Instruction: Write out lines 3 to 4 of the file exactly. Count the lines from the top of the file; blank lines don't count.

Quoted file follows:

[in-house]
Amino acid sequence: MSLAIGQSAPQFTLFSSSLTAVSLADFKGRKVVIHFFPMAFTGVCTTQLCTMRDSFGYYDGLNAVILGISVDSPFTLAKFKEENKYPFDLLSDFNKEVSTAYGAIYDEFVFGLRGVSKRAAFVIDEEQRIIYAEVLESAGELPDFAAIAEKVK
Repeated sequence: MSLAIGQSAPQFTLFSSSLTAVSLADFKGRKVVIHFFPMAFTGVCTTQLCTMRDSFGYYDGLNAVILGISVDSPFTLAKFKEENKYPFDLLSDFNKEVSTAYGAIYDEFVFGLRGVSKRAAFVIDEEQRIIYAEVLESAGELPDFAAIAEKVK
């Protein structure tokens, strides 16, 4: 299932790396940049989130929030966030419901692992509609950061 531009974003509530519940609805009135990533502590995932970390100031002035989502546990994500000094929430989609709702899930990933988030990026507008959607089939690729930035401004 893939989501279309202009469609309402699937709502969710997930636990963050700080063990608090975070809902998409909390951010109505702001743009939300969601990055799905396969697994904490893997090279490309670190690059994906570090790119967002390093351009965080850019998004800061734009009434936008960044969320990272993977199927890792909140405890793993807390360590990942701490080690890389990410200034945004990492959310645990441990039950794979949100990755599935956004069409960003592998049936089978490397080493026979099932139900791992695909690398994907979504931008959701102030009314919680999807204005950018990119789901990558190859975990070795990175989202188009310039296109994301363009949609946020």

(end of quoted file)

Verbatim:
Repeated sequence: MSLAIGQSAPQFTLFSSSLTAVSLADFKGRKVVIHFFPMAFTGVCTTQLCTMRDSFGYYDGLNAVILGISVDSPFTLAKFKEENKYPFDLLSDFNKEVSTAYGAIYDEFVFGLRGVSKRAAFVIDEEQRIIYAEVLESAGELPDFAAIAEKVK
């Protein structure tokens, strides 16, 4: 299932790396940049989130929030966030419901692992509609950061 531009974003509530519940609805009135990533502590995932970390100031002035989502546990994500000094929430989609709702899930990933988030990026507008959607089939690729930035401004 893939989501279309202009469609309402699937709502969710997930636990963050700080063990608090975070809902998409909390951010109505702001743009939300969601990055799905396969697994904490893997090279490309670190690059994906570090790119967002390093351009965080850019998004800061734009009434936008960044969320990272993977199927890792909140405890793993807390360590990942701490080690890389990410200034945004990492959310645990441990039950794979949100990755599935956004069409960003592998049936089978490397080493026979099932139900791992695909690398994907979504931008959701102030009314919680999807204005950018990119789901990558190859975990070795990175989202188009310039296109994301363009949609946020």